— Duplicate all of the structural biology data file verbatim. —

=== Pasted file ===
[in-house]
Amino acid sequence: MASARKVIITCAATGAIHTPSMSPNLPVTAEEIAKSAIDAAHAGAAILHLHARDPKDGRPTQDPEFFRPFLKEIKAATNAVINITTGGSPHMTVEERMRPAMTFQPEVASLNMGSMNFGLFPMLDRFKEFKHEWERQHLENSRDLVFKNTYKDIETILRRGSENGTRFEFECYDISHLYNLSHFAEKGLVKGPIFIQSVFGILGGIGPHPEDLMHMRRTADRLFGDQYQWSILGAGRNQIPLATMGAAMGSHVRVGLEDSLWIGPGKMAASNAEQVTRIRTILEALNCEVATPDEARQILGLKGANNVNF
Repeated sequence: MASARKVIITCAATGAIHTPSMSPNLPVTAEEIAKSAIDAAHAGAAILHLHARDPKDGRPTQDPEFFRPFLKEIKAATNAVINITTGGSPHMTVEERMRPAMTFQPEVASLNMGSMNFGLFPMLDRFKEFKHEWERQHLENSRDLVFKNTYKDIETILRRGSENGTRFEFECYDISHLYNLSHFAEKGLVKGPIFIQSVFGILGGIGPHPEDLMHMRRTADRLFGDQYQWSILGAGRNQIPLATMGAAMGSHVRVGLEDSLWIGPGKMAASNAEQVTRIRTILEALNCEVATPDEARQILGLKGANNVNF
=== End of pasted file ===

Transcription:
[in-house]
Amino acid sequence: MASARKVIITCAATGAIHTPSMSPNLPVTAEEIAKSAIDAAHAGAAILHLHARDPKDGRPTQDPEFFRPFLKEIKAATNAVINITTGGSPHMTVEERMRPAMTFQPEVASLNMGSMNFGLFPMLDRFKEFKHEWERQHLENSRDLVFKNTYKDIETILRRGSENGTRFEFECYDISHLYNLSHFAEKGLVKGPIFIQSVFGILGGIGPHPEDLMHMRRTADRLFGDQYQWSILGAGRNQIPLATMGAAMGSHVRVGLEDSLWIGPGKMAASNAEQVTRIRTILEALNCEVATPDEARQILGLKGANNVNF
Repeated sequence: MASARKVIITCAATGAIHTPSMSPNLPVTAEEIAKSAIDAAHAGAAILHLHARDPKDGRPTQDPEFFRPFLKEIKAATNAVINITTGGSPHMTVEERMRPAMTFQPEVASLNMGSMNFGLFPMLDRFKEFKHEWERQHLENSRDLVFKNTYKDIETILRRGSENGTRFEFECYDISHLYNLSHFAEKGLVKGPIFIQSVFGILGGIGPHPEDLMHMRRTADRLFGDQYQWSILGAGRNQIPLATMGAAMGSHVRVGLEDSLWIGPGKMAASNAEQVTRIRTILEALNCEVATPDEARQILGLKGANNVNF